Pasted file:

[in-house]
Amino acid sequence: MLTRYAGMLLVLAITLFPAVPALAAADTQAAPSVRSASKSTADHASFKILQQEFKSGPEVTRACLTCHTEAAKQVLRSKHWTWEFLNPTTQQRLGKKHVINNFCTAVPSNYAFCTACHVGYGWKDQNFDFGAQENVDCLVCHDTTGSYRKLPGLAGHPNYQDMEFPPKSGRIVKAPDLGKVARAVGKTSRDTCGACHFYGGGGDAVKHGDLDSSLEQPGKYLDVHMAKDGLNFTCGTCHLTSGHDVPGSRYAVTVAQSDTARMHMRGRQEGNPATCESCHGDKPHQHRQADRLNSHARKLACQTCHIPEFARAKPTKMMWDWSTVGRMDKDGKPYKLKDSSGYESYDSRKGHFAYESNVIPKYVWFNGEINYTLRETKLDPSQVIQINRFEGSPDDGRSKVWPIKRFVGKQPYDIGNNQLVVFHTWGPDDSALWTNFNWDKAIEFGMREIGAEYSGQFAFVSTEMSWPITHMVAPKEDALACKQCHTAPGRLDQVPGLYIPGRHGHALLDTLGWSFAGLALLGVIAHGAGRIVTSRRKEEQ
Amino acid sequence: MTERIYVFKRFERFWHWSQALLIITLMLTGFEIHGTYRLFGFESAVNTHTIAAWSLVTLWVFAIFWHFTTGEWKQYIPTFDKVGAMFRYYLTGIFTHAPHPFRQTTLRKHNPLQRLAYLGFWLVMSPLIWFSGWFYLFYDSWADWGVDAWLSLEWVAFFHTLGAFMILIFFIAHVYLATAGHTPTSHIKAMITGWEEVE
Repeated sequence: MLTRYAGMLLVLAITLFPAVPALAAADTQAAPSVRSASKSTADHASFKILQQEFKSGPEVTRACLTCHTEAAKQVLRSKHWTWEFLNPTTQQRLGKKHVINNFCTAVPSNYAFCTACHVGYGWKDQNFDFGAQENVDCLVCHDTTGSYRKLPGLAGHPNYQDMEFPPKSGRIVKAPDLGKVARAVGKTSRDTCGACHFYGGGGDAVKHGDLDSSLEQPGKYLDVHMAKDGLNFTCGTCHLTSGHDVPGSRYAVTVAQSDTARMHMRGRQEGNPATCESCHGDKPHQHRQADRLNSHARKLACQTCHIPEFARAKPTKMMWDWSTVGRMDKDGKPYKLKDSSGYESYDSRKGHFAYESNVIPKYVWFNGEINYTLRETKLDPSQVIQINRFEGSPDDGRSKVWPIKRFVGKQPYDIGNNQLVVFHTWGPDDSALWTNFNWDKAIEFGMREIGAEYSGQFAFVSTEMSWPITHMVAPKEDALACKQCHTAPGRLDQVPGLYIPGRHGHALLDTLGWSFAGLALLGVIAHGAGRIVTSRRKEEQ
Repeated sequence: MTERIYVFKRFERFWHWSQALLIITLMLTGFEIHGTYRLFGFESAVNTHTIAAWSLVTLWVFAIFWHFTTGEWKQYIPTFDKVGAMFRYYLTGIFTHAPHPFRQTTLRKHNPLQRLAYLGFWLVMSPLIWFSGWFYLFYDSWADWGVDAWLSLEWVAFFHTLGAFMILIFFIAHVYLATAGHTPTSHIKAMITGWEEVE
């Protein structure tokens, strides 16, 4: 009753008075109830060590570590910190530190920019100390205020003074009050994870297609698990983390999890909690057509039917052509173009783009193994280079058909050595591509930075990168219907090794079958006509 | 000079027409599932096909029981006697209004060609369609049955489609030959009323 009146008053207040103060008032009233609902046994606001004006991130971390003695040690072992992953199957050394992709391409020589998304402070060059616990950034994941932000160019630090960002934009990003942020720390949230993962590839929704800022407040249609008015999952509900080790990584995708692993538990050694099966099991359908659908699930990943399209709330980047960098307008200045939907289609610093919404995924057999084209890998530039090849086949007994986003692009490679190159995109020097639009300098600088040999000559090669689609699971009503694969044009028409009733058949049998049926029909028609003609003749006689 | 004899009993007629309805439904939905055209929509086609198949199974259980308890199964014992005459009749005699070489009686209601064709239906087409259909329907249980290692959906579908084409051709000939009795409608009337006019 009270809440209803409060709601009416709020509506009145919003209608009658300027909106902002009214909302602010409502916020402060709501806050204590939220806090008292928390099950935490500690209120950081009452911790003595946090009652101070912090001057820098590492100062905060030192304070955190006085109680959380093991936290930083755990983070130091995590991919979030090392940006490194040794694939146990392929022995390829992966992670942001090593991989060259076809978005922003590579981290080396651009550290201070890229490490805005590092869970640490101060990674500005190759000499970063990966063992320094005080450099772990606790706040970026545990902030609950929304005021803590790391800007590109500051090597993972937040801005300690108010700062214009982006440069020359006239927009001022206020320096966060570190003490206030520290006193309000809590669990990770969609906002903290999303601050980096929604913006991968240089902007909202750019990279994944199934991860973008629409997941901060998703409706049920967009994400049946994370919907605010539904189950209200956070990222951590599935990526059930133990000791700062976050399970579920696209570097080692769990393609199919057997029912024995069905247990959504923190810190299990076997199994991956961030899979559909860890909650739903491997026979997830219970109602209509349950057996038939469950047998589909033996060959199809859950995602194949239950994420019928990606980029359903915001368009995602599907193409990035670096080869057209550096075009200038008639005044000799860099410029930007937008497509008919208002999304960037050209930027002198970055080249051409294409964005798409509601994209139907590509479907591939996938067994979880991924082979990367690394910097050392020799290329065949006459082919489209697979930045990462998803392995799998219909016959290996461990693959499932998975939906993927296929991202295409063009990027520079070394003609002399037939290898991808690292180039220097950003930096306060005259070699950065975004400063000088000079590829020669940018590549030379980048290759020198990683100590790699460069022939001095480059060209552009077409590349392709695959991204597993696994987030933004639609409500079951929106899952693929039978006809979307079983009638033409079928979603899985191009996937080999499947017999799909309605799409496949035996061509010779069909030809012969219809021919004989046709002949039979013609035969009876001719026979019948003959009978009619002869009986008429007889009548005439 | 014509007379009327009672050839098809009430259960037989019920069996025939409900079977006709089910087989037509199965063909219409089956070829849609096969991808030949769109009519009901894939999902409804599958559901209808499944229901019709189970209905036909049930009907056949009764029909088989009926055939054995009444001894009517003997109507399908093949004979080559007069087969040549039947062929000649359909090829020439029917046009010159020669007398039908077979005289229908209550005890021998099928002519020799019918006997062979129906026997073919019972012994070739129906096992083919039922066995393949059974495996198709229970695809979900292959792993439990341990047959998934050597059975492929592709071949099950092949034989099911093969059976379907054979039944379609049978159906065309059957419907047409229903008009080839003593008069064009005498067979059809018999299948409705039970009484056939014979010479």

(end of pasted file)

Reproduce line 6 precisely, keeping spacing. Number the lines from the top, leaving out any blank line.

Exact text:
């Protein structure tokens, strides 16, 4: 009753008075109830060590570590910190530190920019100390205020003074009050994870297609698990983390999890909690057509039917052509173009783009193994280079058909050595591509930075990168219907090794079958006509 | 000079027409599932096909029981006697209004060609369609049955489609030959009323 009146008053207040103060008032009233609902046994606001004006991130971390003695040690072992992953199957050394992709391409020589998304402070060059616990950034994941932000160019630090960002934009990003942020720390949230993962590839929704800022407040249609008015999952509900080790990584995708692993538990050694099966099991359908659908699930990943399209709330980047960098307008200045939907289609610093919404995924057999084209890998530039090849086949007994986003692009490679190159995109020097639009300098600088040999000559090669689609699971009503694969044009028409009733058949049998049926029909028609003609003749006689 | 004899009993007629309805439904939905055209929509086609198949199974259980308890199964014992005459009749005699070489009686209601064709239906087409259909329907249980290692959906579908084409051709000939009795409608009337006019 009270809440209803409060709601009416709020509506009145919003209608009658300027909106902002009214909302602010409502916020402060709501806050204590939220806090008292928390099950935490500690209120950081009452911790003595946090009652101070912090001057820098590492100062905060030192304070955190006085109680959380093991936290930083755990983070130091995590991919979030090392940006490194040794694939146990392929022995390829992966992670942001090593991989060259076809978005922003590579981290080396651009550290201070890229490490805005590092869970640490101060990674500005190759000499970063990966063992320094005080450099772990606790706040970026545990902030609950929304005021803590790391800007590109500051090597993972937040801005300690108010700062214009982006440069020359006239927009001022206020320096966060570190003490206030520290006193309000809590669990990770969609906002903290999303601050980096929604913006991968240089902007909202750019990279994944199934991860973008629409997941901060998703409706049920967009994400049946994370919907605010539904189950209200956070990222951590599935990526059930133990000791700062976050399970579920696209570097080692769990393609199919057997029912024995069905247990959504923190810190299990076997199994991956961030899979559909860890909650739903491997026979997830219970109602209509349950057996038939469950047998589909033996060959199809859950995602194949239950994420019928990606980029359903915001368009995602599907193409990035670096080869057209550096075009200038008639005044000799860099410029930007937008497509008919208002999304960037050209930027002198970055080249051409294409964005798409509601994209139907590509479907591939996938067994979880991924082979990367690394910097050392020799290329065949006459082919489209697979930045990462998803392995799998219909016959290996461990693959499932998975939906993927296929991202295409063009990027520079070394003609002399037939290898991808690292180039220097950003930096306060005259070699950065975004400063000088000079590829020669940018590549030379980048290759020198990683100590790699460069022939001095480059060209552009077409590349392709695959991204597993696994987030933004639609409500079951929106899952693929039978006809979307079983009638033409079928979603899985191009996937080999499947017999799909309605799409496949035996061509010779069909030809012969219809021919004989046709002949039979013609035969009876001719026979019948003959009978009619002869009986008429007889009548005439 | 014509007379009327009672050839098809009430259960037989019920069996025939409900079977006709089910087989037509199965063909219409089956070829849609096969991808030949769109009519009901894939999902409804599958559901209808499944229901019709189970209905036909049930009907056949009764029909088989009926055939054995009444001894009517003997109507399908093949004979080559007069087969040549039947062929000649359909090829020439029917046009010159020669007398039908077979005289229908209550005890021998099928002519020799019918006997062979129906026997073919019972012994070739129906096992083919039922066995393949059974495996198709229970695809979900292959792993439990341990047959998934050597059975492929592709071949099950092949034989099911093969059976379907054979039944379609049978159906065309059957419907047409229903008009080839003593008069064009005498067979059809018999299948409705039970009484056939014979010479």